Improving the Code for Smooth Development


Refactoring is the process of changing or improving code that already exists, while keeping the application's functionalities intact. To give more specific examples of what refactoring is, changes that can happen are the reorganization of redundant code, renaming variables or functions for improved readability, and generally reducing code complexity into a cleaner, simpler code.

It's important to be very careful not to break existing functionalities of an application when refactoring. A nice rule of thumb to follow is refactoring in small parts. Run automatic tests and every time that they're run, widen the scope of the test.

The timing in which to perform refactoring varies from conducting it within the normal development schedule to setting up a designed time specifically geared towards refactoring. Either way, refactoring needs an established goal for what it intends to accomplish and this can be done by gaining knowledge of the current state of the application with survey and analysis.

It's most effective to communicate within the team to decide the goals, methods, and scope of refactoring to maintain the cleanest, easiest to understand code in a project.


Learning Objectives

The ability to write clean, concise code is an essential skill in team-based development.

It's common in the beginning of product development or projects where specifications and functionality change a lot to just focus on getting the product to work. Code readability often gets left off of the list of development priorities. Doing this and not cleaning up the code along way will make the quality of the code get progressively worse, making it harder to add any new functionalities or build on the original code.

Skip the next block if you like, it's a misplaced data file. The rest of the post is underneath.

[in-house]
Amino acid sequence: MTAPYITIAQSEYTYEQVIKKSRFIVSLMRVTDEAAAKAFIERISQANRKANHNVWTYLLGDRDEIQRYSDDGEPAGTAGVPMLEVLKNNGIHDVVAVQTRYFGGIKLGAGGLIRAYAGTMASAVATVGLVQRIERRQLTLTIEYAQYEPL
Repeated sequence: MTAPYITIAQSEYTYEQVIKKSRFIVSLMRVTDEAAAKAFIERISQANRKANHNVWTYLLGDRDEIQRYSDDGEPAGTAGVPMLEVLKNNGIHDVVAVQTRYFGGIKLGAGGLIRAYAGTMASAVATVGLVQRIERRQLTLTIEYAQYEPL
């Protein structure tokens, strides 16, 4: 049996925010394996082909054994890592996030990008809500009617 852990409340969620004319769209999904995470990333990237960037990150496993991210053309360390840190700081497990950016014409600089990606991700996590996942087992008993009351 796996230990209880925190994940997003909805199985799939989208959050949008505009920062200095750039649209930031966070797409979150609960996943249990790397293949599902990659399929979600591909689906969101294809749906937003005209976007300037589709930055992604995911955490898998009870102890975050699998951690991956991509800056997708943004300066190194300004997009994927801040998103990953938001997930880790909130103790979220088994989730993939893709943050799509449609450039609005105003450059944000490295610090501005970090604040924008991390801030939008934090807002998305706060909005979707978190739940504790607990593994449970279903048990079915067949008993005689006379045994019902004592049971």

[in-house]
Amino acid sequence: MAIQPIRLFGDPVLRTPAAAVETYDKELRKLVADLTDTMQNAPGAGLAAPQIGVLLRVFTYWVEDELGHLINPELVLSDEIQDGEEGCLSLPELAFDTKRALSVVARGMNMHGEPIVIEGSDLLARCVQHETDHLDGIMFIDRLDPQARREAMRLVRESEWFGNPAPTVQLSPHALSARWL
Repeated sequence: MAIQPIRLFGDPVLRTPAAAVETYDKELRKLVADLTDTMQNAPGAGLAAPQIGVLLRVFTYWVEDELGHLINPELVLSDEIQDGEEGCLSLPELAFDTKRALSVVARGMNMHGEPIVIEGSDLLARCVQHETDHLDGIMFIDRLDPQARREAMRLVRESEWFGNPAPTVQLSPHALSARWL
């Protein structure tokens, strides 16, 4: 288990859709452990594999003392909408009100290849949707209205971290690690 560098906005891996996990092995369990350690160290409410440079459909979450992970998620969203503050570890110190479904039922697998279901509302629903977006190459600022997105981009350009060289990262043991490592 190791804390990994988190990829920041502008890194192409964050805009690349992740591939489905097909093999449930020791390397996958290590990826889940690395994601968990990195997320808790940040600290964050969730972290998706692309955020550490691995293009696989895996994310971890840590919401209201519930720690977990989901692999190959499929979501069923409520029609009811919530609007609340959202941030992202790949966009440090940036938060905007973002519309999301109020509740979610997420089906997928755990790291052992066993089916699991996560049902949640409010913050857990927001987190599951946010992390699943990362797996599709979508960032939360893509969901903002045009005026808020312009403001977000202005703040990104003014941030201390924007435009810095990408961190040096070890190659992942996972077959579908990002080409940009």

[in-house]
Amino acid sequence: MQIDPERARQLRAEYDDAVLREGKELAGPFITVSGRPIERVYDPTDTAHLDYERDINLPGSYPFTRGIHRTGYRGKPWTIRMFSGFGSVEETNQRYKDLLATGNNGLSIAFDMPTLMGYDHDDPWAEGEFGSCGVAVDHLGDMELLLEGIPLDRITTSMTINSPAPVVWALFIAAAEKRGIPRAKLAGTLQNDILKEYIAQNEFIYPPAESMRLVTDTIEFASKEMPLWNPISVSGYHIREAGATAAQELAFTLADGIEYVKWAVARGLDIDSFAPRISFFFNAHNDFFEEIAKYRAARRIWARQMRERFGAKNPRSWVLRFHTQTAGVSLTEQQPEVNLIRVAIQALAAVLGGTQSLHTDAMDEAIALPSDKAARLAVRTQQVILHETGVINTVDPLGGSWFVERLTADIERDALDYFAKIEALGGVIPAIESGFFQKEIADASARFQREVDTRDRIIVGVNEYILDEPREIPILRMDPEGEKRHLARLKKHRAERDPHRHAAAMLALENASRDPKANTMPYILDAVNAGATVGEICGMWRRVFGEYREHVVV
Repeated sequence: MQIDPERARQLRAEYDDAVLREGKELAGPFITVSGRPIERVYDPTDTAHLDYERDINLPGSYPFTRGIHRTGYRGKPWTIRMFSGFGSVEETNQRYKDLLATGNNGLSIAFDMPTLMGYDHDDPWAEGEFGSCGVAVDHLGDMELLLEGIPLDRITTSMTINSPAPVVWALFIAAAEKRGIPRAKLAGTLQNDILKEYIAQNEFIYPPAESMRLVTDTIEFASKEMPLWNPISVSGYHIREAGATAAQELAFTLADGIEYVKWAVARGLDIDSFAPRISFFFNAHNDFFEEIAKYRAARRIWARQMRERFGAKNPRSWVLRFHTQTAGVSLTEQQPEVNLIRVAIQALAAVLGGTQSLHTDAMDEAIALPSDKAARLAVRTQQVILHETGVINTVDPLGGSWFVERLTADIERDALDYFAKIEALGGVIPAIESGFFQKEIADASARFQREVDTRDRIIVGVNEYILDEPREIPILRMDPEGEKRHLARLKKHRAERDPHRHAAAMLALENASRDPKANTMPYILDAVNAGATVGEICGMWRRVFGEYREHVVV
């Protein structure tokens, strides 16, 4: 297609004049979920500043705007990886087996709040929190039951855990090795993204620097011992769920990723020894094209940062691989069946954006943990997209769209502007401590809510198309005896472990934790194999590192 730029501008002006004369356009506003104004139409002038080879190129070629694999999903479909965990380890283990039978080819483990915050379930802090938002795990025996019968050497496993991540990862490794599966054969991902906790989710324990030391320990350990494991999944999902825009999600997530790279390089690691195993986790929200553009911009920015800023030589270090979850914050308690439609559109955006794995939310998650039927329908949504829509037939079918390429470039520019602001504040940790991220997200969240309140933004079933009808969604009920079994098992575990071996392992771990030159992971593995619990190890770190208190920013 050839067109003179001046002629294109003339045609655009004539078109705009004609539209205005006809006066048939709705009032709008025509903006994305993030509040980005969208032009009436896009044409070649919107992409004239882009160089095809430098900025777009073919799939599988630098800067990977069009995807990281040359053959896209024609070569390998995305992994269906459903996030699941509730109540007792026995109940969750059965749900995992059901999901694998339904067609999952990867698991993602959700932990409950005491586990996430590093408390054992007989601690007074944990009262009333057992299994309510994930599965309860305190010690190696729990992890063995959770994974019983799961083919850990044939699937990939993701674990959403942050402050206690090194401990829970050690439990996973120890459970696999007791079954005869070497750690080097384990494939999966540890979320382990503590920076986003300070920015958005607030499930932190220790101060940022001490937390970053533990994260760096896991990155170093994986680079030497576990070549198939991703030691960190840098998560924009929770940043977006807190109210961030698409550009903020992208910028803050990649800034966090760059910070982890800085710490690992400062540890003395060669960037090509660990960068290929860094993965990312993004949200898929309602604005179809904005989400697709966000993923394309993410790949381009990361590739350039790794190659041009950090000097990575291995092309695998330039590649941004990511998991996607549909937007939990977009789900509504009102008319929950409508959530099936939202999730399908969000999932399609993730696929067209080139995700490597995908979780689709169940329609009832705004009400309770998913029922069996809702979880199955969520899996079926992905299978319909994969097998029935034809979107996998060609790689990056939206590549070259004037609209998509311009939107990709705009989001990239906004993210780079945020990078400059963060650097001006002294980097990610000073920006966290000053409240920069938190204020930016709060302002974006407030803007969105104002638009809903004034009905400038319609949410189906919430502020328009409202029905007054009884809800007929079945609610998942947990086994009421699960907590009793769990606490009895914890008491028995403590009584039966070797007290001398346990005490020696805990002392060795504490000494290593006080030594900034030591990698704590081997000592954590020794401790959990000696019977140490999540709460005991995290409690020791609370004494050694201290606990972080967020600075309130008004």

If developers refactor regularly throughout development, the process is streamlined: code is easier to read, bugs are easier to find, cost of production keeps from rising, and the overall speed of development can improve over a long term development period.

There are also times where even if developers want to make improvements to the code, they can't refactor because of a fear of touching working code. Take the time to thoroughly learn about refactoring techniques. Don't be afraid of the code or of improving it, and gain an important skill.

Learn from Here

Just by changing the name of variables to be easier to recognize or changing the code structure, code readability can be considerably improved. First, learn some basics of refactoring to visualize the overall process.

  • Trying Out Some Easy Refactoring Techniques

    Write Easy to Understand Variable Names

    Restructure Code

    Write Comments on the Code

    Simplify Loops and Logic

    Convert Multipurpose Code into a Function

    Refactor a FizzBuzz Program

Recommended Materials

  1. The Art of Readable Code

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